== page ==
Muslims & Me
Not idyllic, of course, but well within the limits of normal human interactions with civil persons - even if I occasionally acted in culturally-insensitive ways. Like asking a couple of Muslims if they wanted lunch during Ramadan.
My impression is that most Indonesian Muslims only want to live according to their beliefs but feel no need to impose those on others, or to eliminate any source of offense (beer is on sale in nearly every shop of Jakarta and other cities and most supermarkets have also pork, albeit in a special, clearly marked, section).
Muslims there also seem not to have much interest in living under Sharia law (it is only applied in the Special Region of Aceh, which is not the best and coolest part of Indonesia): with 86% of Indonesians belonging to Islam, if even a rather small part of them wanted Sharia law, it would be in effect already. Although it must be said that a number of municipalities have adopted at least some aspects of Sharia - while the central government, typically, looked the other way. A more detailed discussion can be found here.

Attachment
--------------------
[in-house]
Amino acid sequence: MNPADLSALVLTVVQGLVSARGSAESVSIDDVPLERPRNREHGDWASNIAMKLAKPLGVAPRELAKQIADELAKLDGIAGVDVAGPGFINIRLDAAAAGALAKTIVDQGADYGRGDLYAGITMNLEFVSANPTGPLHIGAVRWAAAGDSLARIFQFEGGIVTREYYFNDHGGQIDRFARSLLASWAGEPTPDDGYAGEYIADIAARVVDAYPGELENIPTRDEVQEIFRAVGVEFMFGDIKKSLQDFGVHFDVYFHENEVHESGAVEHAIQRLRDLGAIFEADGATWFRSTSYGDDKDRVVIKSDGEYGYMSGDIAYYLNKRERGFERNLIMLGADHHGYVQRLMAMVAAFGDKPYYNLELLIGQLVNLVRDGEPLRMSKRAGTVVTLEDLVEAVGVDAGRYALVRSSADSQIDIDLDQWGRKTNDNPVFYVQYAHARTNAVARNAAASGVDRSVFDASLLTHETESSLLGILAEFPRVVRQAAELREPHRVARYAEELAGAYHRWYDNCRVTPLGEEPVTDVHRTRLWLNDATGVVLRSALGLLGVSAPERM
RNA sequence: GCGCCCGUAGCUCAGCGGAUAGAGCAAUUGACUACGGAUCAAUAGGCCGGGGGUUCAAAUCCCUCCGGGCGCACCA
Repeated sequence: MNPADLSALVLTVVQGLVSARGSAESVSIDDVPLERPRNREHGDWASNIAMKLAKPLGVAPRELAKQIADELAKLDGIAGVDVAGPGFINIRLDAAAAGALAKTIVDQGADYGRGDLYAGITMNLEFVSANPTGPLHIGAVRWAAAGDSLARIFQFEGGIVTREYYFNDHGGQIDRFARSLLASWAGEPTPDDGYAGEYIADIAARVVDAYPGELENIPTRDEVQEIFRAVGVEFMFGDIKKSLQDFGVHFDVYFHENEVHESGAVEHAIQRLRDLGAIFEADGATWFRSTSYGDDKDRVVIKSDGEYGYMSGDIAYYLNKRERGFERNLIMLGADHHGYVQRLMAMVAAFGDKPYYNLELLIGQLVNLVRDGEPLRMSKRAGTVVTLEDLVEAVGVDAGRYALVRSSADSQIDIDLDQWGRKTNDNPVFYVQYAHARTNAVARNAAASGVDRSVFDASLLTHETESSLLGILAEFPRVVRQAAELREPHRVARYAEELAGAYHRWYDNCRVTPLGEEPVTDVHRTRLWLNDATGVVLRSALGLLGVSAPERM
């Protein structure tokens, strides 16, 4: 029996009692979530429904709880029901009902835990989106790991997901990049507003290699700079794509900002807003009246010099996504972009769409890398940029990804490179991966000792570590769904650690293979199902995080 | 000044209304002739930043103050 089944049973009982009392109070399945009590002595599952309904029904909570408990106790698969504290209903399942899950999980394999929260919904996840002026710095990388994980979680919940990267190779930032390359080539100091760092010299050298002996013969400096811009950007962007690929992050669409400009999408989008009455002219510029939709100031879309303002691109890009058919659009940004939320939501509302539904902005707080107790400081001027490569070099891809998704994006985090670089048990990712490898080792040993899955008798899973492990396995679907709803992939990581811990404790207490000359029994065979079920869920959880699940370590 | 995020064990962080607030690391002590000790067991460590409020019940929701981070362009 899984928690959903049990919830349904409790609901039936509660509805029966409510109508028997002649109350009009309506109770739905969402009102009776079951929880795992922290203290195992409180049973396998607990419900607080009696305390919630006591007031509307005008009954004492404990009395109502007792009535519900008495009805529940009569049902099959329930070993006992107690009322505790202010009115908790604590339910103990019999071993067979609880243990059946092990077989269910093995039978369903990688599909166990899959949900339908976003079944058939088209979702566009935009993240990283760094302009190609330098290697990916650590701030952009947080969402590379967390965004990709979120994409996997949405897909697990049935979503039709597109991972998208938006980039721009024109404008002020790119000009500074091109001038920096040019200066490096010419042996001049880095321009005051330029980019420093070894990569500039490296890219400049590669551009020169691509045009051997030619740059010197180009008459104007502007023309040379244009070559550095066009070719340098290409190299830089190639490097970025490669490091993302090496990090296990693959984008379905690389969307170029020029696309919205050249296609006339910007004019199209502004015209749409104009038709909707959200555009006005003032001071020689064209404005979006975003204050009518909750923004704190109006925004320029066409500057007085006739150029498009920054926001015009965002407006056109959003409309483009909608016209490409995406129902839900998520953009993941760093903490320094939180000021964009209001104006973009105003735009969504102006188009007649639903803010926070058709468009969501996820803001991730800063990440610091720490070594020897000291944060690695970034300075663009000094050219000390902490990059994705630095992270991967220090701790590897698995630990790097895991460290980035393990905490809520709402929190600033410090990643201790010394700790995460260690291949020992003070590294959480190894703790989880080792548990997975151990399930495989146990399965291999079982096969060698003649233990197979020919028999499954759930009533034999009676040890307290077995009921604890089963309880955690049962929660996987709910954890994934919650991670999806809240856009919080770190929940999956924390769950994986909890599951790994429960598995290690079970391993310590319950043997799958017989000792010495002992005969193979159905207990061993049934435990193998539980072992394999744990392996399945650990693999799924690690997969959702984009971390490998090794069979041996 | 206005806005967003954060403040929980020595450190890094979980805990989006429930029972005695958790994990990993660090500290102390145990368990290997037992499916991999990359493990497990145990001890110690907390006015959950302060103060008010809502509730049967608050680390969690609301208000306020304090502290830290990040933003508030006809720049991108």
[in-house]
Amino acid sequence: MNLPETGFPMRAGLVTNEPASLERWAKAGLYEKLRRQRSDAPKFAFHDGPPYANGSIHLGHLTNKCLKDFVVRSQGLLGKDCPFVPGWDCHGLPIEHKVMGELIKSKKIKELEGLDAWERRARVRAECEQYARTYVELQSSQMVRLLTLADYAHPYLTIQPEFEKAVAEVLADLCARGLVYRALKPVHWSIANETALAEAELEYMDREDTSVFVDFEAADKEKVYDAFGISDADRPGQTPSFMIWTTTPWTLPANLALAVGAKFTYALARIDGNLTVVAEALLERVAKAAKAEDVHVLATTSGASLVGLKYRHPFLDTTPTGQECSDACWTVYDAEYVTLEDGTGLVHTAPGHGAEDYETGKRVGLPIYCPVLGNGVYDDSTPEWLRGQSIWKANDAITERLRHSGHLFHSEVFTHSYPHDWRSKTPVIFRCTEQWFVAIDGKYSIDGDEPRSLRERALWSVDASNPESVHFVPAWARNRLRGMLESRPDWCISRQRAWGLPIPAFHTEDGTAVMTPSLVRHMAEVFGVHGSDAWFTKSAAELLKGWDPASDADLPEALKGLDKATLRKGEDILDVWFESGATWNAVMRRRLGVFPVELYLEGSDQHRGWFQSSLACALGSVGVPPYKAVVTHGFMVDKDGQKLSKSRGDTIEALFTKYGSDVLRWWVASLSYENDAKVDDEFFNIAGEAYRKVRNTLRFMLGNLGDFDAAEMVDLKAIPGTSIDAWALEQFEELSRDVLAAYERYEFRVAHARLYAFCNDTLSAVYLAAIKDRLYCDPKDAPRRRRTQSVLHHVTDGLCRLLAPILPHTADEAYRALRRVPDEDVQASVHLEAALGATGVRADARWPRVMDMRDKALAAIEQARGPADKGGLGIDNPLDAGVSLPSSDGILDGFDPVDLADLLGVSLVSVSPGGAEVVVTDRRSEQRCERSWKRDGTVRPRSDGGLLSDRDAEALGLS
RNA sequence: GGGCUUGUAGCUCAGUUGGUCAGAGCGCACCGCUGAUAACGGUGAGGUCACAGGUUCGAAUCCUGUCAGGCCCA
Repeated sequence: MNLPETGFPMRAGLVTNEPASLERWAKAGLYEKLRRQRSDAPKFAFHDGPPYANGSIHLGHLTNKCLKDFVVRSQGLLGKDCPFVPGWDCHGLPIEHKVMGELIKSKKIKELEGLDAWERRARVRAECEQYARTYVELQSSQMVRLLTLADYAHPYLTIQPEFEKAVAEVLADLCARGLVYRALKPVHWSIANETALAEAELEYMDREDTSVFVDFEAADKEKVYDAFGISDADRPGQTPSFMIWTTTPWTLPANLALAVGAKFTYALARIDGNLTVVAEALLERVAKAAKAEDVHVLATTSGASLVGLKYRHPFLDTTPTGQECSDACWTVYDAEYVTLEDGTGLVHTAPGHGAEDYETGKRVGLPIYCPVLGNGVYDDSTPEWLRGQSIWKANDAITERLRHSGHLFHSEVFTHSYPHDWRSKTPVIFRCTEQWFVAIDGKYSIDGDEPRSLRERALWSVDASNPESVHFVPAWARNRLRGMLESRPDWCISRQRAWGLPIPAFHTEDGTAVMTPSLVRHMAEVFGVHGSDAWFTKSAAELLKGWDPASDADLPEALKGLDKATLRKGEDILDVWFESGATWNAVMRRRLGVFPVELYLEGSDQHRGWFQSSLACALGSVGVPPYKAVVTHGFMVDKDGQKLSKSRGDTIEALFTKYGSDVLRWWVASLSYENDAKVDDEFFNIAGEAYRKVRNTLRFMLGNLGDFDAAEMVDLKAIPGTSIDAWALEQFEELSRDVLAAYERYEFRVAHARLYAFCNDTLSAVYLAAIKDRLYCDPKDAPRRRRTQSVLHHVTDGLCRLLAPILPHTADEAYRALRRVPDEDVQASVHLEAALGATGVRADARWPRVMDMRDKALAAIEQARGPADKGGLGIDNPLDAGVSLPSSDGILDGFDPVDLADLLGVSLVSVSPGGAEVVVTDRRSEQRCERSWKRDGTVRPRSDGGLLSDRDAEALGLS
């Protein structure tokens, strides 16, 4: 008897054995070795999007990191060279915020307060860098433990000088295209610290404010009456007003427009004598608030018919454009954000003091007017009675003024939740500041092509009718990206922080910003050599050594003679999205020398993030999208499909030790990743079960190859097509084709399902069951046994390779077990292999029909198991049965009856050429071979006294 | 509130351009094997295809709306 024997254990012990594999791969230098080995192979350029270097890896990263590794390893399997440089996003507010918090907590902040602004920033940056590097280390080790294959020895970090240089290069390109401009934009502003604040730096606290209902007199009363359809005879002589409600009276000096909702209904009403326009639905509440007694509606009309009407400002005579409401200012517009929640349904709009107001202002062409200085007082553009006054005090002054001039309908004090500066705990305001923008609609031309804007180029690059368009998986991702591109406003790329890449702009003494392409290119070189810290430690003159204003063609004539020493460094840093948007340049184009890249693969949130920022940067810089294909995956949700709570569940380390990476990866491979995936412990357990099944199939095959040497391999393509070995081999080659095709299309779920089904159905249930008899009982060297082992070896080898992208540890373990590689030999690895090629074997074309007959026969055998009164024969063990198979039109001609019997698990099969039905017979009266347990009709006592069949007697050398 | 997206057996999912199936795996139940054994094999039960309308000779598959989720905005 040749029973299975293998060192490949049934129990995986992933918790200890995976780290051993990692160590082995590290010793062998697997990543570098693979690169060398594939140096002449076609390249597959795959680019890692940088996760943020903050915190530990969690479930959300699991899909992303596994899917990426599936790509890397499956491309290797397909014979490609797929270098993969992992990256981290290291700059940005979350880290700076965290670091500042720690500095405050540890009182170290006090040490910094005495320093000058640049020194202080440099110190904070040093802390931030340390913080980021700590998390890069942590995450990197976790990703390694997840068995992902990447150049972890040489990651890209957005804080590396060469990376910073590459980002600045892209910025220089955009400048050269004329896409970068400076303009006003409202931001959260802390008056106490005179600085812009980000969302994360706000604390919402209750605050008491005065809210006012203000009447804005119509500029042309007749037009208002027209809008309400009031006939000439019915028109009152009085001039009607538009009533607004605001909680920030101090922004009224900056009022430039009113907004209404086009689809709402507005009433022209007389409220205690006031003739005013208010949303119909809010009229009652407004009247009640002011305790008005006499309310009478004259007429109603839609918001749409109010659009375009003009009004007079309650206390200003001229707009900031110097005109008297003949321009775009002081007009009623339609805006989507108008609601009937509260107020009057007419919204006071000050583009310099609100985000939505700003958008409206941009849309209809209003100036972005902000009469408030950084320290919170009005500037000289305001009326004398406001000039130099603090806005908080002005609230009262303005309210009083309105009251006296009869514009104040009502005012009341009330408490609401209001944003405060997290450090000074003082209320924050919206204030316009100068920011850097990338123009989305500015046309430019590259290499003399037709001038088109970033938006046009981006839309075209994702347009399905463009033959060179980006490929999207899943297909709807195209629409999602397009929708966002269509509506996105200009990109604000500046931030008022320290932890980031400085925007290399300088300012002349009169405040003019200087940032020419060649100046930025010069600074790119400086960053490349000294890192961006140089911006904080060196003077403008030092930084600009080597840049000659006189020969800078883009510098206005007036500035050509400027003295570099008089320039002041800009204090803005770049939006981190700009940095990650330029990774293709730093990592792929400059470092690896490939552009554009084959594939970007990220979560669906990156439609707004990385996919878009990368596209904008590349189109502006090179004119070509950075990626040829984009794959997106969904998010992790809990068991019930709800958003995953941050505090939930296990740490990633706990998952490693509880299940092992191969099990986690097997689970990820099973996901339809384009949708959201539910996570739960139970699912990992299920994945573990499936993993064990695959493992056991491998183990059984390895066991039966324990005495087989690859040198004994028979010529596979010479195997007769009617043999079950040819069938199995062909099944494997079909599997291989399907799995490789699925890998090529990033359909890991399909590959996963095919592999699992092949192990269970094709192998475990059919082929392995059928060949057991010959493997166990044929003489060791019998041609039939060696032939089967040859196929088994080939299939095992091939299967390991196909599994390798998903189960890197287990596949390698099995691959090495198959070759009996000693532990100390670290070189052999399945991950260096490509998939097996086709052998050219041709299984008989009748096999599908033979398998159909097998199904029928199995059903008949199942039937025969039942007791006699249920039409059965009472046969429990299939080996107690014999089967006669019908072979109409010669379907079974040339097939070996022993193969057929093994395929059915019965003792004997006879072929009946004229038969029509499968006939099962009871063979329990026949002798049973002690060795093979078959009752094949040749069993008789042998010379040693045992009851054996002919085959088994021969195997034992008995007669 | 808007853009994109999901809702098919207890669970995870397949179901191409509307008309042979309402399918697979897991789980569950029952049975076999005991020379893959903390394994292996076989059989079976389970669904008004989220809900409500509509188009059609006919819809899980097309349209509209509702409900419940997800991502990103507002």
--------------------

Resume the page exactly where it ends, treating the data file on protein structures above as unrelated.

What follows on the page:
But if you don't believe in my observations and opinions, or if you have read in some book that things are different, I have a piece of evidence gathered one month ago.
The article is oviously in Indonesian, but the numbers are universal:in the 2009 elections, not one openly islamic party went above 6.9% of votes. All of them except one suffered loss of votes since 2004 - and that one is a tiny party with only 1,5%. The headline say "Islamic parties feel Threatened" - they fear that their share of votes will fall below the 5% for parliament seats.
For a finish, a couple of articles regarding Gus Dur, the first elected president after the Soeharto era, regarded as one of the father of the country and famous liberal Islamic leader.